–        Development of protection information material for potential asylum seekers at the border, under UNHCR coordination, containing up-to-date, accessible and age/gender diversity sensitive information;

–        Assistance to asylum seekers during border procedures, within the framework of UNHCR-IGPF agreement. 

 

The border monitoring activity implies gathering data on entries and exits in and from Romania through public sources – media monitoring – official statistics and visits to designated border areas.
During the visits to the designated border areas, the implementing partner: inspects the facilities in the transit zones designated for asylum seekers; conducts interviews with the asylum seekers accommodated there; discusses with the authorities at the border crossing point, border sector or Territorial Inspectorate of Border Police.  The discussions with the authorities usually cover trends, routes, number of entries and exits, particular cases and other relevant information.

 

Visits are usually conducted at border crossing points where a relevant number of entries or exits was registered. The number of visits conducted depends on the circumstances, such as the number of arrivals, influx of migrants. In general, JRS conducts its monitoring visits separately from UNHCR, however there are periodic joint visits. UNHCR may also conduct visits separately from JRS. UNHCR conducts the same activities as the implementing partner, plus cross-border visits. In practice, cross-border visits are conducted jointly with JRS.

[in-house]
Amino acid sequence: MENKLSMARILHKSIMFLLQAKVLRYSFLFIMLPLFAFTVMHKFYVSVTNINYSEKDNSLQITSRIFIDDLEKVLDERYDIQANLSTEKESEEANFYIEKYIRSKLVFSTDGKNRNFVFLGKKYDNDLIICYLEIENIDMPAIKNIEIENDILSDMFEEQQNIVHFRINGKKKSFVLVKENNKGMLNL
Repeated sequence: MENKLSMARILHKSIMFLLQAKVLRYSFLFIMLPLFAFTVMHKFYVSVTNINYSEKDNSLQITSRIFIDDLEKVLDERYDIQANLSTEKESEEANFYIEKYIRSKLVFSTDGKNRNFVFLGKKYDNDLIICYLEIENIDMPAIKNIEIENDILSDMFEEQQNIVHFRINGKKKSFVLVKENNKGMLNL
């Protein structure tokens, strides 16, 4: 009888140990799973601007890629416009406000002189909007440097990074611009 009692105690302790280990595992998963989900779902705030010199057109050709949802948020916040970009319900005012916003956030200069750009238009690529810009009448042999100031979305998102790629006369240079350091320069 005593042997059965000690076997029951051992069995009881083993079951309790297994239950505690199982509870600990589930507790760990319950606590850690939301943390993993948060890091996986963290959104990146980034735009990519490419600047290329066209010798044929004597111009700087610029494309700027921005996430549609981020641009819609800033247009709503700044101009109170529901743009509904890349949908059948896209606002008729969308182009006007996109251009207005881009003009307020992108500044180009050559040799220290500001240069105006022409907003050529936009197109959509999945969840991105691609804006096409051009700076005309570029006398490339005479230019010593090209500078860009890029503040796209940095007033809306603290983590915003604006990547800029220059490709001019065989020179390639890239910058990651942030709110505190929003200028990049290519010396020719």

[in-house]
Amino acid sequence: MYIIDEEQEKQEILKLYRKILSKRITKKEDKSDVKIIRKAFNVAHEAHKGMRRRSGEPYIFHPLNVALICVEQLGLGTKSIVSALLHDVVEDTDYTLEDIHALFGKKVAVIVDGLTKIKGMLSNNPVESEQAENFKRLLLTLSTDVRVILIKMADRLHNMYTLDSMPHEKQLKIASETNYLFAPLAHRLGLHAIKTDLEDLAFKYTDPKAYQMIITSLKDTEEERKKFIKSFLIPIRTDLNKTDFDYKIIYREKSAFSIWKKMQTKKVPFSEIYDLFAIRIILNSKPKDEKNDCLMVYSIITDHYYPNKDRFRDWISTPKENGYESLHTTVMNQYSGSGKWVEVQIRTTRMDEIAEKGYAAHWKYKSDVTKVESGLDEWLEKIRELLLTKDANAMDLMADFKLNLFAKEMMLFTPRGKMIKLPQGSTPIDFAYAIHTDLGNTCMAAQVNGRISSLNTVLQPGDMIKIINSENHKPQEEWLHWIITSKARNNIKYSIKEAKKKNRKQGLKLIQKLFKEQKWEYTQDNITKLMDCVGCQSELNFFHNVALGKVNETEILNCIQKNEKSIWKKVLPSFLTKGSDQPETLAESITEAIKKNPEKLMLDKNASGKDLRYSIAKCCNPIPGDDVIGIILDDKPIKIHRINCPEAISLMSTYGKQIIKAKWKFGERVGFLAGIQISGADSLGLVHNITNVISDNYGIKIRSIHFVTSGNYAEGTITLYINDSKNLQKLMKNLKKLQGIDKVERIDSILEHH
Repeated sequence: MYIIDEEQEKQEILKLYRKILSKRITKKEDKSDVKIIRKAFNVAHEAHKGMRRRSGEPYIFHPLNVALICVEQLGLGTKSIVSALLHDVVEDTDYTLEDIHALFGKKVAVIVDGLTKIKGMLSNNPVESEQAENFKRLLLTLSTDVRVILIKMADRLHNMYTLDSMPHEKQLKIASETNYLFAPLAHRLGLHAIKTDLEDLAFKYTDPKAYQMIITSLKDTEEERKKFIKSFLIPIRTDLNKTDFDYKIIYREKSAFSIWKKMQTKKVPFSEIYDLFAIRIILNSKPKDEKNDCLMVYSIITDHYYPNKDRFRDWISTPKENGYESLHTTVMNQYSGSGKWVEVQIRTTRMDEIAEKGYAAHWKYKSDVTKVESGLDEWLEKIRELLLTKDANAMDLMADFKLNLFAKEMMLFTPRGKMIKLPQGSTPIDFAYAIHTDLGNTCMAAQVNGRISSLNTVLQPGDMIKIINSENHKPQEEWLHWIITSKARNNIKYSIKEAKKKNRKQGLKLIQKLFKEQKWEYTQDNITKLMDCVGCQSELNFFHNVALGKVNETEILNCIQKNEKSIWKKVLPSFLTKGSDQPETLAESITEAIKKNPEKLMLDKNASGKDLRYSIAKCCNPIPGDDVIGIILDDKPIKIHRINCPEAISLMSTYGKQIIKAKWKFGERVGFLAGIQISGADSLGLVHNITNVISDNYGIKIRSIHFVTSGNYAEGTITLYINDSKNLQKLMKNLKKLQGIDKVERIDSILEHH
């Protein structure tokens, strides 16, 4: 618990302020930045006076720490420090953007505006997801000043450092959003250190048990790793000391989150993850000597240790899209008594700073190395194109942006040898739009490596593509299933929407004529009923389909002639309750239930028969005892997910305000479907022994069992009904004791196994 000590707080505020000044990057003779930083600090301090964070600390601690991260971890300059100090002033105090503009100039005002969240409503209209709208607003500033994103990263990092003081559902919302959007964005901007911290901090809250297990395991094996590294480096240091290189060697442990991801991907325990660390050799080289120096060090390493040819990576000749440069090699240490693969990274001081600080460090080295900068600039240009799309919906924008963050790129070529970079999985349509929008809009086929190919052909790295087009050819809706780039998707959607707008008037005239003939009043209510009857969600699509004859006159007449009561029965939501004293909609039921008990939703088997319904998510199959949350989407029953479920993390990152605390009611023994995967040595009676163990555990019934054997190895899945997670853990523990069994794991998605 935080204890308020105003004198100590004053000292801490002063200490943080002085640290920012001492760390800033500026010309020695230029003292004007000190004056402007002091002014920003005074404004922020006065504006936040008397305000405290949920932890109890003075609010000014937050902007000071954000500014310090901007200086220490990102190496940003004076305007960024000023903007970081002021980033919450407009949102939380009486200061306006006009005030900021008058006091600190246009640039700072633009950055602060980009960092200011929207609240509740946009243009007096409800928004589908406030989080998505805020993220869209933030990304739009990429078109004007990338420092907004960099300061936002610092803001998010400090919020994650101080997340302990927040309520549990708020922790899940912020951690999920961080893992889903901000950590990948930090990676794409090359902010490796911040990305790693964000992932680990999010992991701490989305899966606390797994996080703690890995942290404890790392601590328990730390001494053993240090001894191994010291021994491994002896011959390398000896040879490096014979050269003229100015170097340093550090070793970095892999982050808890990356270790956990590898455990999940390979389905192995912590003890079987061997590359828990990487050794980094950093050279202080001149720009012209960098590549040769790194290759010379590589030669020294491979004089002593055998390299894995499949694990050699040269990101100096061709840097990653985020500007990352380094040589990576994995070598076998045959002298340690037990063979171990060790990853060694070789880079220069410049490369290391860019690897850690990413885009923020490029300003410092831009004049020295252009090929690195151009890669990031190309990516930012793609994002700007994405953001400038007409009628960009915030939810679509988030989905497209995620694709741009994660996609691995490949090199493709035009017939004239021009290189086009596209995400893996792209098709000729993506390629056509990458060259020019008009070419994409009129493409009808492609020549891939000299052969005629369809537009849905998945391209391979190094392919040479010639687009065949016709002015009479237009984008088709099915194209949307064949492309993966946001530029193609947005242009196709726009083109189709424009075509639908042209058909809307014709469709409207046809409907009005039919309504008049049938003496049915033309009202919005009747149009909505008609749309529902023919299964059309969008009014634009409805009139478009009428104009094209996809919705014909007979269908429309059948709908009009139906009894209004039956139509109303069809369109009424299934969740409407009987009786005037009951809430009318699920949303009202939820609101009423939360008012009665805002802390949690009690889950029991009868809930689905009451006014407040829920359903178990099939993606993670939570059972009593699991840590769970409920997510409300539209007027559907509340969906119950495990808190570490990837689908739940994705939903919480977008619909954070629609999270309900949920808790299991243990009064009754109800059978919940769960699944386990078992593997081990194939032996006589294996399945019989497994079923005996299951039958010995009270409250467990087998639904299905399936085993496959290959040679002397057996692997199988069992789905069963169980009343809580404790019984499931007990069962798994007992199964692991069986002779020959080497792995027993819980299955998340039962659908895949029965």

In case of regular monitoring visits, the Border Police is notified in advance. In case of emergency interventions regarding specific asylum cases, the Border Police is notified in the same day or shortly before the visit is conducted.

 

In 2019, 15 monitoring visits were conducted, out of which 6 were conducted jointly with UNHCR and some were cross-border missions.

 

Refusal of entry

 

According to the Border Police 7,640 third country nationals were refused entry into Romania in 2019.

 

Persons refused entry: 2019

Country

Number

Moldova

3,004

Ukraine

1,469

Serbia

631

Turkey

519

Albania

492

Other

1,525

Total

7,640

 

Source: Romanian Border Police

 

Breakdown of the total number of persons refused entry by border region (2019):

 

Persons refused entry by border region: 2019

Border

Number

Moldova

3,021

Ukraine

1,382

Serbia

1,080

Air border

1,070

Bulgaria

560

Hungary

458

Maritime border

69

Total

7,640

Source: Romanian Border Police

 

In the first half of 2018, 2,466 third country nationals were refused entry into Romanian territory. Only 23 appeals were lodged against decisions refusing entry.[30]

 

In 2019, only 55 appeals were lodged against decisions refusing entry.[31]

 

Pursuant to the Aliens Act, the refusal of entry is motivated by the Border Police authorities and it is immediately communicated to the person concerned, using the form provided in Part B of Annex V of the Schengen Borders Code and the National Visa Centre within the Ministry of Foreign Affairs.[32] This form is provided to the person concerned in Romanian and English.[33]